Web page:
Recollection | June 2, 2020 🗣💬
As children, we are taught the order of the alphabets.
A - is always first, then B, then C, etc...
We are taught to combine the letters to express a feeling or name an object.
Preschool, kindergarten, elementary, middle school, high school, college, university all teach us about grammer “Traditional grammar identifies eight parts of speech in the English language, namely: verb, noun, pronoun, adjective, adverb, preposition, conjunction and interjection. Each part has a function within a sentence; the function each part of speech serves identifies what part of speech it is. Each part connects to the other in some way to form sentences with meaning and which are grammatically correct”
Like pieces of a puzzle, we put words together to express a notion, our feelings. Our writing is deemed “write or rong” if we don’t follow the “rooles of riting.”
Now when we use the tools we are taught to incite compassion or incite hate, lateral violence, and violence in general, are we using the tools correctly?
Politics, grading systems, memos, blogs, news reports, articles are all a combination of the basic tools we are taught.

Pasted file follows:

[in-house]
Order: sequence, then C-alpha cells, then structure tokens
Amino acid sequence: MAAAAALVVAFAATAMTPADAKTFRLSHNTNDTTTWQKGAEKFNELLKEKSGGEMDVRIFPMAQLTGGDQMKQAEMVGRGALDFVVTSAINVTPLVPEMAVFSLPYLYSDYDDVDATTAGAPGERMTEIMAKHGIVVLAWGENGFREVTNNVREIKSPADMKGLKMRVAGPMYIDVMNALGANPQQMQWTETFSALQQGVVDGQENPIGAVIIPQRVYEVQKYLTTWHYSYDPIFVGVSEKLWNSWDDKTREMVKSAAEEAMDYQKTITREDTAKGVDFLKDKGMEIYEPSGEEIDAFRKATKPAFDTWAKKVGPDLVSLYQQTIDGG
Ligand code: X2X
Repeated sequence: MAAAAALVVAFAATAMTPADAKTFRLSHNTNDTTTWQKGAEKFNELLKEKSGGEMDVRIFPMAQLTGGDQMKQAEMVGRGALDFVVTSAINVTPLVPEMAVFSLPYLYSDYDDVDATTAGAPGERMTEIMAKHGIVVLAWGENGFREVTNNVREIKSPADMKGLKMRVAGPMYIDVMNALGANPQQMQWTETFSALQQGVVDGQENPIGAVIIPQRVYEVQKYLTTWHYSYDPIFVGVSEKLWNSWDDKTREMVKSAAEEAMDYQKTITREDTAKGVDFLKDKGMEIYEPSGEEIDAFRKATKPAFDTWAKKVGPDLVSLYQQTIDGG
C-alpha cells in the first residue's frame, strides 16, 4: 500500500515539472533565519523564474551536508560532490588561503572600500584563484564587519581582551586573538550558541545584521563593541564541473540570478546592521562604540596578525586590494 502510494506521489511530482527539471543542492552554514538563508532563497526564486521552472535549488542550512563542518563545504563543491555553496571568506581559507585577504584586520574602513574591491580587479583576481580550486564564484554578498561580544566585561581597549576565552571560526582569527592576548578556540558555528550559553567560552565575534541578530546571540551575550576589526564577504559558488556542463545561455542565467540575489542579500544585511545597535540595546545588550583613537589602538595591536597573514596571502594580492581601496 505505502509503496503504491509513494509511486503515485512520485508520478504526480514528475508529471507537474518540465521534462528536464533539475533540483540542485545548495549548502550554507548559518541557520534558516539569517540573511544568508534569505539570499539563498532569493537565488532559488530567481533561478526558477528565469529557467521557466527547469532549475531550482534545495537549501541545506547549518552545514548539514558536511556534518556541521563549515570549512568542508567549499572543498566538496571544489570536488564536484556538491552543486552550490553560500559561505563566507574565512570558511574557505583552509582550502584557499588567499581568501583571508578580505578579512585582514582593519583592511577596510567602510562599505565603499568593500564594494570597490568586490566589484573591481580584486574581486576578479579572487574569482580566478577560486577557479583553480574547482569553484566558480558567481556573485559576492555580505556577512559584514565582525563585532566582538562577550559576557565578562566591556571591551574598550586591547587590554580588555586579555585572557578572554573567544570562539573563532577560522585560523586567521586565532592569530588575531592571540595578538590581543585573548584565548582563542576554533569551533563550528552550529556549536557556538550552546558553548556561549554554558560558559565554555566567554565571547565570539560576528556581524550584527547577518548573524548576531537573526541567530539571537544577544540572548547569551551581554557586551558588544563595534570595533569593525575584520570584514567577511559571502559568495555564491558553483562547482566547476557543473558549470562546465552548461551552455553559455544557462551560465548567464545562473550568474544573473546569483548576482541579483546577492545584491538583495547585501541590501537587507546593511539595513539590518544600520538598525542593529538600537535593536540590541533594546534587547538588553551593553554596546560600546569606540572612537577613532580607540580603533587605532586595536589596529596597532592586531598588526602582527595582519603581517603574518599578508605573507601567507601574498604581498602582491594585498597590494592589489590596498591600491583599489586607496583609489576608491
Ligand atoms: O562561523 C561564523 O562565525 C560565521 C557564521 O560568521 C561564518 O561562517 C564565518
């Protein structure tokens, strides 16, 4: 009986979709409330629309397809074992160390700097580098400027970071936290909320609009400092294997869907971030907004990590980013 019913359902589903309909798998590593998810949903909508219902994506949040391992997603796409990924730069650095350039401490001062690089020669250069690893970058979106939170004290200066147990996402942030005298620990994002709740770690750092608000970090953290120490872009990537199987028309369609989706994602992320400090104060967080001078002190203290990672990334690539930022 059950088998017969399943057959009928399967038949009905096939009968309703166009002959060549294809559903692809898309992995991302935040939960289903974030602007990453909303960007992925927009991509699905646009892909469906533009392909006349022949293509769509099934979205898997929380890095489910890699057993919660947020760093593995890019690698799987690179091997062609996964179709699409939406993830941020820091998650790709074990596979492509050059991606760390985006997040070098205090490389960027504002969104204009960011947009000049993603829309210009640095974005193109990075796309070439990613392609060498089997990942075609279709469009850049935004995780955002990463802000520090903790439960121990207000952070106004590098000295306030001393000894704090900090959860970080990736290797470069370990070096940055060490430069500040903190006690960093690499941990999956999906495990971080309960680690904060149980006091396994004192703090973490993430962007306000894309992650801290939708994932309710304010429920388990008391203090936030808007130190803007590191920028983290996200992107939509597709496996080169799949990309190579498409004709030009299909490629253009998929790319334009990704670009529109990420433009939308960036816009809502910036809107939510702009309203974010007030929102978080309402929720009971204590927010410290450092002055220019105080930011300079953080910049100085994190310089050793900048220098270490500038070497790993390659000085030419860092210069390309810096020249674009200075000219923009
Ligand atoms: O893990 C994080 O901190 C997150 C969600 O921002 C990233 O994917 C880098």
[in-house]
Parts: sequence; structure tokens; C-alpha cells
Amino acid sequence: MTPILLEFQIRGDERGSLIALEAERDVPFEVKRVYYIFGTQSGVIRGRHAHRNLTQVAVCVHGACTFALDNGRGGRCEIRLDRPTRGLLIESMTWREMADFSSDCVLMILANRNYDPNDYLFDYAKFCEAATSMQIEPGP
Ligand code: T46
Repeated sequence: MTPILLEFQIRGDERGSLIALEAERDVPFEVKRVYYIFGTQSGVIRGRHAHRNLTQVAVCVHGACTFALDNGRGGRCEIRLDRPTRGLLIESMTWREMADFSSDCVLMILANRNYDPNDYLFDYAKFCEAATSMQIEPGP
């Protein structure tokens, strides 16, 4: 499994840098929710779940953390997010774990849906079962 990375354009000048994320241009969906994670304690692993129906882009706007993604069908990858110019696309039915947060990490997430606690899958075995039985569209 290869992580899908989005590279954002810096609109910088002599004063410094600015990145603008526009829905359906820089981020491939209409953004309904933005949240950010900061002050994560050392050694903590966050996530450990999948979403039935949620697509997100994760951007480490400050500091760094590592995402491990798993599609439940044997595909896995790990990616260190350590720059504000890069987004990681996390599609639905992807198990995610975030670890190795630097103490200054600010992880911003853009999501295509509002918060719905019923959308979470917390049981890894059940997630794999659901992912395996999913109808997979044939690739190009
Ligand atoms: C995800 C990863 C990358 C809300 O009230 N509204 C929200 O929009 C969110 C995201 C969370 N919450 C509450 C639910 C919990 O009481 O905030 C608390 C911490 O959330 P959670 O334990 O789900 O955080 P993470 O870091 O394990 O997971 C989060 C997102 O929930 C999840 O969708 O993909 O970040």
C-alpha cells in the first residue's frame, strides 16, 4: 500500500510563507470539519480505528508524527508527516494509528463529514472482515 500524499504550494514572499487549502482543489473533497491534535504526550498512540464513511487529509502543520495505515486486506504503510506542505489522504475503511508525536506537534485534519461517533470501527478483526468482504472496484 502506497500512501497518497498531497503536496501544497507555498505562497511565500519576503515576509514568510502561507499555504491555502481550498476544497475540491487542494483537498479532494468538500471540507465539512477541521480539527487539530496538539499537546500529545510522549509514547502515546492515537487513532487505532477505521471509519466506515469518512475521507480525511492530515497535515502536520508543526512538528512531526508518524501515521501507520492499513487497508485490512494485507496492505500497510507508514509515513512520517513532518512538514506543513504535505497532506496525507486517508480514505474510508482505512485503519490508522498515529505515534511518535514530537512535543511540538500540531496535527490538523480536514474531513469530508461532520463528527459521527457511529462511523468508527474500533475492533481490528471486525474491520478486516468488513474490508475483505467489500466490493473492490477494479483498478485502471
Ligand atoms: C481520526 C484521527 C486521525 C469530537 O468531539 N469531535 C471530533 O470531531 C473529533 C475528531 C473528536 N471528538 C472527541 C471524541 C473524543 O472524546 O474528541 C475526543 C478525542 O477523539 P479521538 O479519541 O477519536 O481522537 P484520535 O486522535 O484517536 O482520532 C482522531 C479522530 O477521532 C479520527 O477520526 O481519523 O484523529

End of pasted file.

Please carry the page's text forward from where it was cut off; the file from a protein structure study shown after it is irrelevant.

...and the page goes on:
The fundamentals are innate, how we feel, our reactions are a response to an action. To see how our fellow human beings are treated is devastating. In order to make change, we have to incite change, we may not like a person, because of their job, their intentions, their political stance, the color of their skin, or the family they are connected to. What gives us the right to bash them. I agree we have the freedom of our opinion, if we see a wrong, we can unify and correct it. If we see a right normally some have an opinion and turn the right into a wrong. Our opinions come from our experience.
Going back to our fundamentals, regardless of our who we are connected to - is going back to human decency, kindness, compassion and empathy. To combine the alphabets for words as simple as “sky” or as impactful as the words “love or hate” or “gossip” how are you using the combined letters today